Clementina Tina Chéry


Clementina (Tina) Chéry

Why is identifying as a Black Latino/Afro Latino important to you? Here and in your home country.

That is a heavy question and is important to ask especially in this type of climate, I learned the importance of this after my son was killed.

I came to this country when I was 10 years old and I remember coming through NY. I could speak English; I could read and speak Spanish but could not read English. When I attended school as a 10-year-old, there was a sense of not belonging because I found myself within two cultures or two races, and still not sure how to identify. My African American friends would tell me, ‘go back on the banana boat that I came from’ and to learn how to speak English. My Spanish friends would call me mi cantito de pan quemado. To them, this was a term of endearment that translates to ‘my little piece of burnt toast.’ I sounded like them but did not look like them. I looked like my AA friends but I did not sound like them. Then there was all this waring between these two cultures. I didn’t know where I belonged, and I realized I had to tap into myself. I did have something to offer. I helped my AA friends pass Spanish class by tutoring them and then my Spanish speaking friends pass English by tutoring them. And so, I realized I needed to be proud of what I had to offer. I may not sound like my AA friends, and that did not make me less than. I may not look like my Latino/white Latino friends, and that did not make me less than them either.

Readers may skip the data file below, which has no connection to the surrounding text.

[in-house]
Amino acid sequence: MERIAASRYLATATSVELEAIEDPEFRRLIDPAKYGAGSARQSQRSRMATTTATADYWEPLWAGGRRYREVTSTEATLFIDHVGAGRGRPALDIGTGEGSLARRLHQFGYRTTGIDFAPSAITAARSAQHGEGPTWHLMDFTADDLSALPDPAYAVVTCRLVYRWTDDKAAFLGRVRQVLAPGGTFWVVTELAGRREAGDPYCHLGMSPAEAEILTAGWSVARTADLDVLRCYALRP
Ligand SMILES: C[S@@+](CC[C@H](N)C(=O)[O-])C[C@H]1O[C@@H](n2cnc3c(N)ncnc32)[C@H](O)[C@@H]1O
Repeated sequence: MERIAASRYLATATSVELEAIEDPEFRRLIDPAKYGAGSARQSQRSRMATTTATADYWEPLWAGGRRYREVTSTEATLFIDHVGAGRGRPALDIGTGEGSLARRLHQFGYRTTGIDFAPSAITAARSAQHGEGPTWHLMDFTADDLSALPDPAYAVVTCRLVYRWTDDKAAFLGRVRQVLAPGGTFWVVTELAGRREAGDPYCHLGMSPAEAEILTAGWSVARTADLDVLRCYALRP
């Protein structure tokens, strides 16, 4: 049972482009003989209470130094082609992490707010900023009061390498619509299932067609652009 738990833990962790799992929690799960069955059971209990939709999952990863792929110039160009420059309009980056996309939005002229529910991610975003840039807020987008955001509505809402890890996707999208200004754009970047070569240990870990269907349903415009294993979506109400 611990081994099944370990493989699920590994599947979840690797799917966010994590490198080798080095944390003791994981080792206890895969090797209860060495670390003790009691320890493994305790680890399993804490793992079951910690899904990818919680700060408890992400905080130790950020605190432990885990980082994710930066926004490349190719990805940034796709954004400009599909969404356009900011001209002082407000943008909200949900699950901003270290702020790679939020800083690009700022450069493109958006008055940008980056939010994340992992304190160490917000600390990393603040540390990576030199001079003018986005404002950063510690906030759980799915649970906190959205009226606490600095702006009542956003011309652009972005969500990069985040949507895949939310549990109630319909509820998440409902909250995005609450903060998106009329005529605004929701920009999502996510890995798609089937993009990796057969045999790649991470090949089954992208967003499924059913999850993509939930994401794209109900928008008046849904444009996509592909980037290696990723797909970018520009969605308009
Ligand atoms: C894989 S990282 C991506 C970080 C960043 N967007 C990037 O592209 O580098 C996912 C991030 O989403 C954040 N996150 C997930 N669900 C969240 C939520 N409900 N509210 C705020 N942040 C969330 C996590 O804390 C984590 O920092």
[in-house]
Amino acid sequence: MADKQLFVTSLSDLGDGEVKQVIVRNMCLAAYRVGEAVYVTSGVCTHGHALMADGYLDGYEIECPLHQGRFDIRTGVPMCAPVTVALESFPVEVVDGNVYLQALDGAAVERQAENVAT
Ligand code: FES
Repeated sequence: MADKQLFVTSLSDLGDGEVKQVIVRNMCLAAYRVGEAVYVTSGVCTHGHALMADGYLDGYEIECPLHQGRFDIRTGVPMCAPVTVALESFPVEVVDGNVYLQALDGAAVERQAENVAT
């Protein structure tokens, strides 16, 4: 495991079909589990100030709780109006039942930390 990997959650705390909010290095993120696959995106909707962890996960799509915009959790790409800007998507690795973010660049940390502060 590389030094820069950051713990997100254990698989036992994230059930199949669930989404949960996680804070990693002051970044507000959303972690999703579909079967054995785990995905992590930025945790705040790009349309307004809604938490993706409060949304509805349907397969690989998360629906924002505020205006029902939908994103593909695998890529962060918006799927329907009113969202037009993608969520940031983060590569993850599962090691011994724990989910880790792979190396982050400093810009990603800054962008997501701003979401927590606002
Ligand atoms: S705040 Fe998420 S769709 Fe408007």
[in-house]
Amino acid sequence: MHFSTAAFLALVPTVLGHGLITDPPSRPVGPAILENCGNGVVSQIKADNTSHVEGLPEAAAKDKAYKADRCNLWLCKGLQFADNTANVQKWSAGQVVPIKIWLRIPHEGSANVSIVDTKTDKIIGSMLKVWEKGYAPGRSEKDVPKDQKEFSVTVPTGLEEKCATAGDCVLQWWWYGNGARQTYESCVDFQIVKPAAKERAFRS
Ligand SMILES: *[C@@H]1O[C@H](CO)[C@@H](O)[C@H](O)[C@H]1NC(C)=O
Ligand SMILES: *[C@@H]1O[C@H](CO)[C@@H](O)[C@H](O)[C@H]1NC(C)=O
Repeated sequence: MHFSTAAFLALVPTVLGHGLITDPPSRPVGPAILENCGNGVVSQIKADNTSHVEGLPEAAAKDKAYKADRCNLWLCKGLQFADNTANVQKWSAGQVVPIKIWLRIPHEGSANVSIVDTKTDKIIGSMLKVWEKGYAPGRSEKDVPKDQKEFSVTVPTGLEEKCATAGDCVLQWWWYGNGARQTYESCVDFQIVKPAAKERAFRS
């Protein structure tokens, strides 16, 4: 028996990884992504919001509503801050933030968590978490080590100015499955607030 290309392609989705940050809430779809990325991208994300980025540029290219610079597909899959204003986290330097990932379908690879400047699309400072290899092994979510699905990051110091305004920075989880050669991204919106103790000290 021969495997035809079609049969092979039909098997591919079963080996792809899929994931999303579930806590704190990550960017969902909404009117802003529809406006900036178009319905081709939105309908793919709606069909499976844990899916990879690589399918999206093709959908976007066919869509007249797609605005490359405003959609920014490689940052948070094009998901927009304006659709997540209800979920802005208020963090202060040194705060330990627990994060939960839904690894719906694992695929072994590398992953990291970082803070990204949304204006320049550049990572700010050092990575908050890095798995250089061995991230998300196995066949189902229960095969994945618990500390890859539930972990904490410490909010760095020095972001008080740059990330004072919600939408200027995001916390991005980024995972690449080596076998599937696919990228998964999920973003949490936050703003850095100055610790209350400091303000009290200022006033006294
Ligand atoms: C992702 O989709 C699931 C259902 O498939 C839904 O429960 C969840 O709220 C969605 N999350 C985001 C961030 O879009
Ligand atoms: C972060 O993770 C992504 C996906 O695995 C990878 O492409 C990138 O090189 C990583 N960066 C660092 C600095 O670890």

I had to really go back to the foundation and what I was taught in my culture, to believe in myself and be proud of who I am. Then I was able to stand in my power. Yes, I am an Immigrant and I am an American. I’m from Central America. I come from La Ceiba, Honduras in Central America. I’ve gone through Diversity, Equity and Inclusion trainings with VISIONS, Inc. Some of the activities required breaking into affinity groups and I always found myself gravitating to the Latino group. Those who identified as AA would call me out asking what I am doing? Saying I belonged in their group.